(SHELTER ANIMALS/PET ADOPTION) Black Dog and Black Cat Syndrome are real, but these phenomenons have more to do with screwy superstition than any overt ‘racism.’
Read why black pets are less likely to be adopted–and maybe buck the trend yourself with the next animal you adopt into your family. – Global Animal
Pet News and Views, Michele C. Hollow
Why Black Dogs are Overlooked
Black dogs are often overlooked. When you place a bunch of black dogs in a shelter amongst tan, red, yellow, mixed and other colored fur, people’s gaze goes towards the lighter or brighter animals.
“As a brand marketing professional, I can tell you color is a powerful perception tool,” says Steven Vena, owner of The Nimble Group, Inc., a brand marketing and advertising agency. “If I am walking down the street, I would bet more people would pet the tan dog versus the black dog.”
I was able to see his point—even though I didn’t like it. I grew up in New York, and have a lot of black clothes in my closet. I remember attending an expo at the Javits Center; the majority of men dressed in black suits and the women wore black dresses. I came along in a bright orange blazer, and got lots of comments. Many people thanked me for wearing a sunny color.
Still when it comes to fur or skin color, I think black is more interesting because it’s not just black. Look at a cat, dog, or person with black coloring and you will see reds, browns, and a nice mix of other tones thrown in. Maybe because I’m extremely fair skinned, I appreciate other colors. I was thankful for my freckles; otherwise I would have a ghostlike complexion!
Photos of Black Dogs
Take a look at photos of adoptable dogs and cats on line. Often shelter workers, not professional photographers, snap quick photos and post them. Unfortunately they are not very good, and all too often the black ones are blurry. Thankfully, many shelters are using professional photographers to show off these dogs and cats. Some shelters are adding color to these adoptable animals. You might see a black dog or cat with a colorful bandanna or attractive colored collar. It makes the pet stand out.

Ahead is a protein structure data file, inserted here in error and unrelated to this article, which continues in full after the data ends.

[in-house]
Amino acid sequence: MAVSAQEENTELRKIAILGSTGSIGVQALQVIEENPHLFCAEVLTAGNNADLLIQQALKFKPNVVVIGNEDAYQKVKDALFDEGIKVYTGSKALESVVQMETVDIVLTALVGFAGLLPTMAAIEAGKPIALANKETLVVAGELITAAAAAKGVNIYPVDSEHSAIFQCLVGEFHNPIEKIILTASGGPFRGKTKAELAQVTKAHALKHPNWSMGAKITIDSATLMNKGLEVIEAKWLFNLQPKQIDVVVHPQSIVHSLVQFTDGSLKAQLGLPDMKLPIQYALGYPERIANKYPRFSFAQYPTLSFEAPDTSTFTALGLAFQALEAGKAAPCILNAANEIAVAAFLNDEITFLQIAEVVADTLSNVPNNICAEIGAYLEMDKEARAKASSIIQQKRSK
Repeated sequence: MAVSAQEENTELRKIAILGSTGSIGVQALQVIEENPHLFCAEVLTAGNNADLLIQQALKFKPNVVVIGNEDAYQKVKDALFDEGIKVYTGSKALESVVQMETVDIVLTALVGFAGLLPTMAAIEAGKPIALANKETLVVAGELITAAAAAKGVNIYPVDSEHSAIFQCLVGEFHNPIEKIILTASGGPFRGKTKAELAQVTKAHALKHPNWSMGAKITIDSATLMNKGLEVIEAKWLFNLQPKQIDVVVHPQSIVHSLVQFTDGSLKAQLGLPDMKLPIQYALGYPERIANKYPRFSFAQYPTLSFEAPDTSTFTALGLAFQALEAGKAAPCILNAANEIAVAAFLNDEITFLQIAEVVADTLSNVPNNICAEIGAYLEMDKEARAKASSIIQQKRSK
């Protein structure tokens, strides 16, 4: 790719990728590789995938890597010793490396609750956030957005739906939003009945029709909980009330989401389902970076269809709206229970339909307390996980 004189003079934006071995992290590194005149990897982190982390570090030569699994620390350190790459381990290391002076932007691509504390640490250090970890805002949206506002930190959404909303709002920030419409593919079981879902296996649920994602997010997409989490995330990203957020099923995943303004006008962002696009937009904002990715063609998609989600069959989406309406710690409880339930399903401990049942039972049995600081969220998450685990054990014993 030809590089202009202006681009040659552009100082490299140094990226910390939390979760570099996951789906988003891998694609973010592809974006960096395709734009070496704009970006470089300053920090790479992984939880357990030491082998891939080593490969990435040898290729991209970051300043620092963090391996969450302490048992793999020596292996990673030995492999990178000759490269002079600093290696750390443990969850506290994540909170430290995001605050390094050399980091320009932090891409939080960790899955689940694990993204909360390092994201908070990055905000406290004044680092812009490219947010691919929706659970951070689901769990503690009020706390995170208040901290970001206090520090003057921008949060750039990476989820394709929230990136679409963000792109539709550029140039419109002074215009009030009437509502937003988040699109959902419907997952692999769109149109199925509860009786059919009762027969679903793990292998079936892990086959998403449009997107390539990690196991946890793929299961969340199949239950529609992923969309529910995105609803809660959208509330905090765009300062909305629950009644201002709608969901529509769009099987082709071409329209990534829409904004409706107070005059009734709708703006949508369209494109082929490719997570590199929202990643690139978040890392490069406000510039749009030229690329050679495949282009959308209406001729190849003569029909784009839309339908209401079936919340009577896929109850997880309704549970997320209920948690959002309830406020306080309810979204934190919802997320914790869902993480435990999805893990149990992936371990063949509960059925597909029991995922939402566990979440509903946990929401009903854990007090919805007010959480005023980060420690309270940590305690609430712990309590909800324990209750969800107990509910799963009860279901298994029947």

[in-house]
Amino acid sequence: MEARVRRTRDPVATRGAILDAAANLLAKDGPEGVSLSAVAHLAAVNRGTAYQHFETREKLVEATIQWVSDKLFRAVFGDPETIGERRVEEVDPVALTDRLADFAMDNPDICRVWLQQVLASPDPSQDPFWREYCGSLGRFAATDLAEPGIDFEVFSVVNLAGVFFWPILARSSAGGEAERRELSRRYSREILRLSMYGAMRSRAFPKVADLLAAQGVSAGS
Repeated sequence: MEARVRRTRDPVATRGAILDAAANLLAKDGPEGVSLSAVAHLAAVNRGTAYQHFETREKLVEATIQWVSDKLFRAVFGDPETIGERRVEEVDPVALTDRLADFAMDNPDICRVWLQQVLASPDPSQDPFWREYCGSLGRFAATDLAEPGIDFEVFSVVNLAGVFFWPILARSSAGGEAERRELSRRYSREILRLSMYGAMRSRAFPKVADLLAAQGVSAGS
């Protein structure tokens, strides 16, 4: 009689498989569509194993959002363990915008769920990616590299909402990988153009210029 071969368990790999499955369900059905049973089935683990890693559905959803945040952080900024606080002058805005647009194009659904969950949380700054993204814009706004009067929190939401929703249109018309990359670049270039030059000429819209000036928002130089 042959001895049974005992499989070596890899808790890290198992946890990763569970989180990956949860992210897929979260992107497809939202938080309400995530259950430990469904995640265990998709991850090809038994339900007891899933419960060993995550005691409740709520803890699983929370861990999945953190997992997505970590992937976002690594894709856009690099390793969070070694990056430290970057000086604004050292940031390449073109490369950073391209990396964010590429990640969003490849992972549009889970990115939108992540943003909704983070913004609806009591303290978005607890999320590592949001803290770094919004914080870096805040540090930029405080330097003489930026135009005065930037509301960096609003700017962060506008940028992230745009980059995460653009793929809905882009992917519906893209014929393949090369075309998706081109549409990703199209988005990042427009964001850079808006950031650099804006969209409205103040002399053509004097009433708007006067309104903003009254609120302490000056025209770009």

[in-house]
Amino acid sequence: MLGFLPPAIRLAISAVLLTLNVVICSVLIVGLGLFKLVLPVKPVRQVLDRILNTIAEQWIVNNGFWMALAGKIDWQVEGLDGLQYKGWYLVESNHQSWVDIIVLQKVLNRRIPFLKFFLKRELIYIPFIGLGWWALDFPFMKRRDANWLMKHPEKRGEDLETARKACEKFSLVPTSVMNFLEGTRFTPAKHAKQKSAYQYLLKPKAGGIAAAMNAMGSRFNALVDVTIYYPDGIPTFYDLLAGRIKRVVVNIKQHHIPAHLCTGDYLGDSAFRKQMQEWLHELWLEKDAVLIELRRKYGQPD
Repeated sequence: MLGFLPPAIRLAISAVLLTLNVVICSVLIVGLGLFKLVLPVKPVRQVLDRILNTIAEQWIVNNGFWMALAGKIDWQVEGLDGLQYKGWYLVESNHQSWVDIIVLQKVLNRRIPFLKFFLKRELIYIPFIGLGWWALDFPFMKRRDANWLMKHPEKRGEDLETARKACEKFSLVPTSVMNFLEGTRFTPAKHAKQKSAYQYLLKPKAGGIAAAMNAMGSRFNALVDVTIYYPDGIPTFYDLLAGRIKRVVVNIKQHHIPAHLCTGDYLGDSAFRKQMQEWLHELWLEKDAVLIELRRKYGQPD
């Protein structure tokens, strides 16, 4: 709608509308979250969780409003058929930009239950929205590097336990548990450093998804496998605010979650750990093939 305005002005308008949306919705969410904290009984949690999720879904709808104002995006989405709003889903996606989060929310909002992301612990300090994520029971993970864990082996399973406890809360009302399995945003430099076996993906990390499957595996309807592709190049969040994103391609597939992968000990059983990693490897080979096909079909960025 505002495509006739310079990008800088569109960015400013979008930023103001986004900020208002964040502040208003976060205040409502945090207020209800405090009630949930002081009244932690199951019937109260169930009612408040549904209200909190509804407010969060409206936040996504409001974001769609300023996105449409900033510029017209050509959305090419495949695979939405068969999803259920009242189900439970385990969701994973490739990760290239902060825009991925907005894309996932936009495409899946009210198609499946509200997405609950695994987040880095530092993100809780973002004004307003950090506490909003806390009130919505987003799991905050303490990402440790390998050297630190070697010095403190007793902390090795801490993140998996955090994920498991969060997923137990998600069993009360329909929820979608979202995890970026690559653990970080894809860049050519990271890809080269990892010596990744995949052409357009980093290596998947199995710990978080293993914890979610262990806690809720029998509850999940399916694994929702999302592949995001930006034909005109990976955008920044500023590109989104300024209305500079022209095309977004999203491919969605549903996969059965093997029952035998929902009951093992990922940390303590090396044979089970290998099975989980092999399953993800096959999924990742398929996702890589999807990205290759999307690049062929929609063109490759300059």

Black cats also have a hard time getting adopted. A lot of that has to do with superstitions. Personally, I had a black cat, and everyone loved him. He was the sweetest, and had a playful personality. His green eyes stood out against his expressive face.
I have trouble understanding this, but there are some people who regard black cats as witches’ familiars. It has gotten so bad that shelters won’t adopt out a black cat around Halloween time. It seems that people want to use black cats for rituals around that time. So a good number of shelters refuse to adopt out their black cats from the end of September to the beginning of November.
And I know this is going to sound screwy, but some people believe that vampires transform themselves into black dogs as a way of traveling unnoticed at night. (I just don’t get some people.) So unfortunately, black cats and dogs are the last, if at all, to be adopted.
Black Dog and Black Cat Syndrome are real. The next time you are looking to adopt a dog or cat, take personality into account. Talk to the shelter workers or the workers at the rescue group, and make an informed decision.
More Friends of Animals: http://www.friendsofanimals.org/news/2010/august/black-dog-syndrome.html